5 tips to help grads start on the right financial footing


(BPT) - For recent high school and college graduates, these life transitions often bring dramatic change — as well as opportunities to learn and grow. As young adults embark on these milestones, learning how to handle their own finances is key. While a great way to learn these skills is by doing, it pays to have a little help along the way.

To support recent grads navigating their increasing independence, here are tips to help them develop good financial habits as they pursue their educational goals, begin their career, and beyond.

1. Talk it out

One of the best things you can do is be open to having candid conversations about money. As parents, discussing the challenges, accomplished goals and pitfalls of finances with kids who are becoming adults can be hugely impactful. Don't shy away from sharing your own mistakes, explaining what you learned from them, and letting them see that the financial journey doesn't come easily to everyone — with or without mistakes. Help them talk through their money decisions and discuss financial goals they want to set.

If you're a recent grad embarking on your own for the first time, decisions about where to live and how to manage your money can be overwhelming. Don't be afraid to reach out to parents or other trusted family members who may have advice and guidance to help you navigate these new experiences.

2. Use tools designed for young people

Financial tools and resources, including checking accounts, can help high school students, college students and recent grads manage their money with confidence.

  • Chase High School Checking is an account with tools and resources for students aged 13-17 that is co-owned by the parent to provide oversight and monitoring, with no monthly service fee.
  • Chase College Checking is created for students aged 17-24, giving them the confidence they'll need to help manage their money independently, again with no monthly service fee up to the graduation date.

Both checking account options can help high school and college students gain financial independence while teaching them how to budget, save and spend wisely. Plus they come with the benefit of having direct deposit, to receive and monitor funds more easily while tracking expenses each month.

Young person using mobile app to deposit a check.

3. Consolidate money tools

If you're just getting started with using online budgeting tools and trackers, it's tempting to download all of the latest apps to help, but learning how to budget and manage money is easier and more convenient if you do all those things through one app rather than using multiple to keep track of your money.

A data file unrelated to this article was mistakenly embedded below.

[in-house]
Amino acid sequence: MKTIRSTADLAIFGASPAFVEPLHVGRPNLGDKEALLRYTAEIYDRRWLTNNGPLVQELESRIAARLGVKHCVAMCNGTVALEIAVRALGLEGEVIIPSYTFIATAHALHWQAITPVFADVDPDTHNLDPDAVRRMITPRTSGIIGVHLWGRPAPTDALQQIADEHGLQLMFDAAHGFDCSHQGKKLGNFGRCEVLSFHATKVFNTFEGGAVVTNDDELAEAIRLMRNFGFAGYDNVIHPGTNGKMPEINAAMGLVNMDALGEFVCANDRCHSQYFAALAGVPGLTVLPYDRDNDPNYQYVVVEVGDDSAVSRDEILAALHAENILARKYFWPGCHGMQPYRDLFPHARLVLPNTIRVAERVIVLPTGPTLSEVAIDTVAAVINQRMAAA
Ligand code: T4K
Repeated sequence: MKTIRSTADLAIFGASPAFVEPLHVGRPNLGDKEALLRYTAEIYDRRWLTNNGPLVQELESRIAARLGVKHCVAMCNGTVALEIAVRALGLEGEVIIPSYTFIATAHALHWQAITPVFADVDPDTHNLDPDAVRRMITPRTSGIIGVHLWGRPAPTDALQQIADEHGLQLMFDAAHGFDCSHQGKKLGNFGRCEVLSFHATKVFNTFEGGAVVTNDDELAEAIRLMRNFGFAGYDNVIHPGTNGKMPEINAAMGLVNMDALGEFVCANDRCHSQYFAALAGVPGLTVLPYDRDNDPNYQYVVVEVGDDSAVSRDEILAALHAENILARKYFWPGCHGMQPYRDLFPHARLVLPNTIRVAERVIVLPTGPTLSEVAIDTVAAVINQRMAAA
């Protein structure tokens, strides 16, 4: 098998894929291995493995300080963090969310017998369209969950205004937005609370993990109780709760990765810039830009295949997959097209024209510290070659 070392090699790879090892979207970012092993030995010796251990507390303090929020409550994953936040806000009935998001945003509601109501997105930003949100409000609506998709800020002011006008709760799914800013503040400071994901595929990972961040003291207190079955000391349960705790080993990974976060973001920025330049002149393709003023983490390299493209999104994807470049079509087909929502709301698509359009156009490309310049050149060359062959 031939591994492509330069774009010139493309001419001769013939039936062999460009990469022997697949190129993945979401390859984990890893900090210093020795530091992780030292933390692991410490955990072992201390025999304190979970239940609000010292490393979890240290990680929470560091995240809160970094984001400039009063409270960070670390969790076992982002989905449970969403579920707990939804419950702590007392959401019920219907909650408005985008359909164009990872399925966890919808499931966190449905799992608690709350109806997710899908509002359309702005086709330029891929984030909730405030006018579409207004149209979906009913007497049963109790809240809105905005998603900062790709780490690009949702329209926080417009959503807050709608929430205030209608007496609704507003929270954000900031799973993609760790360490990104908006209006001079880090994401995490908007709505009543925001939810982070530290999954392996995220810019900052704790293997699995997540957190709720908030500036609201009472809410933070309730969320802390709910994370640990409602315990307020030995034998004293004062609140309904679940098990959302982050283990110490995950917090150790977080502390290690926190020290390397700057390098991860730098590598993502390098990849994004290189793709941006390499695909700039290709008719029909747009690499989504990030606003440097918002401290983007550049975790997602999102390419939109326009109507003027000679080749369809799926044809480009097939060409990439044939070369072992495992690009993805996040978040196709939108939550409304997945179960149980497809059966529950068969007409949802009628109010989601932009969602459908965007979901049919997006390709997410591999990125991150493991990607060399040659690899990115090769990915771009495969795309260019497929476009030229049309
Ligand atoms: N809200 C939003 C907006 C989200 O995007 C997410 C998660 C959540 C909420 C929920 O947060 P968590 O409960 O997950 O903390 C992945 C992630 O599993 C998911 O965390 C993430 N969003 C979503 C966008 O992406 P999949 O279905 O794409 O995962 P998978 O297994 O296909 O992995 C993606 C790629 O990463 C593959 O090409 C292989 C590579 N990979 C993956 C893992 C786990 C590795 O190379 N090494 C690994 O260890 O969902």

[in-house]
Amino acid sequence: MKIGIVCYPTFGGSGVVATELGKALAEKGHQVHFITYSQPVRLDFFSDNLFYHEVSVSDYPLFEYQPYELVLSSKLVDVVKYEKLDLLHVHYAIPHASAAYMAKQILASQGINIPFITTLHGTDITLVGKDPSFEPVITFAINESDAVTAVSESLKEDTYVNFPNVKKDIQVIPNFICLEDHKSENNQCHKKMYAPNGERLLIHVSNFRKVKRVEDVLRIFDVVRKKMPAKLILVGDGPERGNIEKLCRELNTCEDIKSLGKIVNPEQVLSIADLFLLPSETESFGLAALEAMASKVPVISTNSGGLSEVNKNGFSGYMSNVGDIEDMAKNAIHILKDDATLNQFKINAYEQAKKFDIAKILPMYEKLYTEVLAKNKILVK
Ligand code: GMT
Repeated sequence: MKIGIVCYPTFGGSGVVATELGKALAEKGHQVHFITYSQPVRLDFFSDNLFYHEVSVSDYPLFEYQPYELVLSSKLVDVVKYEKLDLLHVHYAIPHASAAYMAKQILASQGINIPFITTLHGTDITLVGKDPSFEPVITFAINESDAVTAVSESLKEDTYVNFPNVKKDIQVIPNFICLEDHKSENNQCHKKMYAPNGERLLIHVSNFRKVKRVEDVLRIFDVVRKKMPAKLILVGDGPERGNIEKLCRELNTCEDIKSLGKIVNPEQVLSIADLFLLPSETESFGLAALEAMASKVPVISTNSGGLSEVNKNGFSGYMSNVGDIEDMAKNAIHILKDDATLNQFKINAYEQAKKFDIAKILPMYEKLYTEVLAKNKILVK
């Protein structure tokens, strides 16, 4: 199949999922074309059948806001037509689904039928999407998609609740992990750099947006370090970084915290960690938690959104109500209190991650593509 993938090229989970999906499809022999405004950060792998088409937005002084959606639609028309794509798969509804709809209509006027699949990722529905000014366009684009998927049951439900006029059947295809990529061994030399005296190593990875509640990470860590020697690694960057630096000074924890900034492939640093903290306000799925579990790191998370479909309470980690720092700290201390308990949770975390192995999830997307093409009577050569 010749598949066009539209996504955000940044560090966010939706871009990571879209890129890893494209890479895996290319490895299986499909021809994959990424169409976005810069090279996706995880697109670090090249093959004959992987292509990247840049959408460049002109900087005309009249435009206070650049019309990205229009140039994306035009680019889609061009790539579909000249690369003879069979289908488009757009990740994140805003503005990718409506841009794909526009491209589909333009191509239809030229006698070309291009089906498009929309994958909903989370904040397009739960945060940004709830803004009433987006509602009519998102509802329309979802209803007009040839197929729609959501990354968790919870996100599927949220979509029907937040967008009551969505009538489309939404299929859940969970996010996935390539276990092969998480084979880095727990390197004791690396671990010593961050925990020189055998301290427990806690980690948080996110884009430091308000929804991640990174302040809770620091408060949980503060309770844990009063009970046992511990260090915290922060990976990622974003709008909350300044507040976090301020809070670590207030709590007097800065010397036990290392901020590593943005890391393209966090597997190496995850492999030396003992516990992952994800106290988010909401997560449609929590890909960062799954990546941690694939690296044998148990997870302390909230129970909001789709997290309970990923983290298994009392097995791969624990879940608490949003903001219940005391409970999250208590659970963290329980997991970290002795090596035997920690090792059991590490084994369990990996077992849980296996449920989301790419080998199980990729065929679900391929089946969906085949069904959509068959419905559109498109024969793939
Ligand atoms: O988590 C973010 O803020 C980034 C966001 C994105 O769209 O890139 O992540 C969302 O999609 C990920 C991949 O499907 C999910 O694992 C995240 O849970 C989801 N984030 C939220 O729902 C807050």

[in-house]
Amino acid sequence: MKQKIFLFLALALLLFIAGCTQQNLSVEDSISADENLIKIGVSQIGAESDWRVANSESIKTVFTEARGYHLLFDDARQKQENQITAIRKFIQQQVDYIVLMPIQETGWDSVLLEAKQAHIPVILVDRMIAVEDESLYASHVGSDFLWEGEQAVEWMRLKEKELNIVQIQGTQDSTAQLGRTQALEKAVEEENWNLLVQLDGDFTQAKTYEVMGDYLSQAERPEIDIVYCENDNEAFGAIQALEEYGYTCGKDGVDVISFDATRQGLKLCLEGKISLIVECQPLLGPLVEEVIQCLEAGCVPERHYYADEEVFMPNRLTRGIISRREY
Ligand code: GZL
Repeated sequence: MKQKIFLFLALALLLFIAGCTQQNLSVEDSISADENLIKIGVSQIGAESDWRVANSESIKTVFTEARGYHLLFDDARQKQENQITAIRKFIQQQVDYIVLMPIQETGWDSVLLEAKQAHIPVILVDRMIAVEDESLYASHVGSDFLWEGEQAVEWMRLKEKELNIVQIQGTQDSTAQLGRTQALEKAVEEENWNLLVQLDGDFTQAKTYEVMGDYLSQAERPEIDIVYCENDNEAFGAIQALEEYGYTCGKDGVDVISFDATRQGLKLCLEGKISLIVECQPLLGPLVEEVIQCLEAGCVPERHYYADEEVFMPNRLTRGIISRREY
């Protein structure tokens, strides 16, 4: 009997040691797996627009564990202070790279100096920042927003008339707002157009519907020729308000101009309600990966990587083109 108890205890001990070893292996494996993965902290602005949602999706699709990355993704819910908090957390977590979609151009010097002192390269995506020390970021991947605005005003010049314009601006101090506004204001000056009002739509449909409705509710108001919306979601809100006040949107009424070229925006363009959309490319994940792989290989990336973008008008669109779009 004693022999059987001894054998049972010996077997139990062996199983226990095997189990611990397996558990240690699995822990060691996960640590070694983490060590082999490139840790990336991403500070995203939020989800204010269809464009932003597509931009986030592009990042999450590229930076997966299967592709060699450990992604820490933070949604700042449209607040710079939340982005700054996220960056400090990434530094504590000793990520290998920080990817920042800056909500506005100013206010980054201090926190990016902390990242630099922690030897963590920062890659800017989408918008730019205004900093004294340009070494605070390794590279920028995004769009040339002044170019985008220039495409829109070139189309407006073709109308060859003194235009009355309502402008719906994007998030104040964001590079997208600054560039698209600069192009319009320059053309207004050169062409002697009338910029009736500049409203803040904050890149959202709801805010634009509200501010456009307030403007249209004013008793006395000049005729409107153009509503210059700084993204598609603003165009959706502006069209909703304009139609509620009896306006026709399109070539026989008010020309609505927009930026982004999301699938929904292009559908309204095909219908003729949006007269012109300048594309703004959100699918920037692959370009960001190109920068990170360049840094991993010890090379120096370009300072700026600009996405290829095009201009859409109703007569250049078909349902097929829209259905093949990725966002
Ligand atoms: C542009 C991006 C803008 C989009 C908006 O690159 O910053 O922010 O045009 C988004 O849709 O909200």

Chase student checking accounts offer account alerts, the ability to track spending, plus use Zelle® to quickly send and receive funds with friends, among other helpful services — all in one place, the Chase Mobile® app.

4. Track income and spending

Teaching your recent grad how to monitor how much money they're earning, plus tracking where and how they're spending, is vital as they begin living more independently. It's crucial to understand the difference between needs versus wants, some of the basics of budgeting, to help establish these habits early in life and better prepare them for future financial stability.

5. Enjoy today while planning the future

Today's generation is on-the-go and action-oriented, hoping to leave the world better than they found it. They are often focused on a future they may sometimes doubt. Similarly, much of what you do today is in the hope of a better future. Even steps that may seem small or unimportant truly add up — like saving for an emergency fund or other future financial goals. Staying focused on long-term goals or establishing the routine of healthy habits will make the seeds being planted today lead to growth in the future.

Explore more tips, financial resources and tools at chase.com/studentbanking.

Young man taking a selfie on campus.

Bank deposit accounts, such as checking and savings, are subject to approval.

Chase Mobile® app is available for select mobile devices. Message and data rates may apply.

Zelle and the Zelle related marks are wholly owned by Early Warning Services, LLC and are used herein under license.

Deposit products provided by JPMorgan Chase Bank, N.A. Member FDIC.